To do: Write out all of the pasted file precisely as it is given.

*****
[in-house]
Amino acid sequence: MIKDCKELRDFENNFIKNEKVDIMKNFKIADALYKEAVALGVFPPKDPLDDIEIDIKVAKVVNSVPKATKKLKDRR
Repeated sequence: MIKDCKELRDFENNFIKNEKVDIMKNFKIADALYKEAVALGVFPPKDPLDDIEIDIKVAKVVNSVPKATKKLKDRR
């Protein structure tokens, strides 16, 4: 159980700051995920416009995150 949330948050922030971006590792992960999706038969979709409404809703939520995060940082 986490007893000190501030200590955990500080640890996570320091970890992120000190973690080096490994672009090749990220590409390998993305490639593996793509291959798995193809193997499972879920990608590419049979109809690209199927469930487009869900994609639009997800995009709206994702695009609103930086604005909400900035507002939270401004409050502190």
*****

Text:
[in-house]
Amino acid sequence: MIKDCKELRDFENNFIKNEKVDIMKNFKIADALYKEAVALGVFPPKDPLDDIEIDIKVAKVVNSVPKATKKLKDRR
Repeated sequence: MIKDCKELRDFENNFIKNEKVDIMKNFKIADALYKEAVALGVFPPKDPLDDIEIDIKVAKVVNSVPKATKKLKDRR
């Protein structure tokens, strides 16, 4: 159980700051995920416009995150 949330948050922030971006590792992960999706038969979709409404809703939520995060940082 986490007893000190501030200590955990500080640890996570320091970890992120000190973690080096490994672009090749990220590409390998993305490639593996793509291959798995193809193997499972879920990608590419049979109809690209199927469930487009869900994609639009997800995009709206994702695009609103930086604005909400900035507002939270401004409050502190």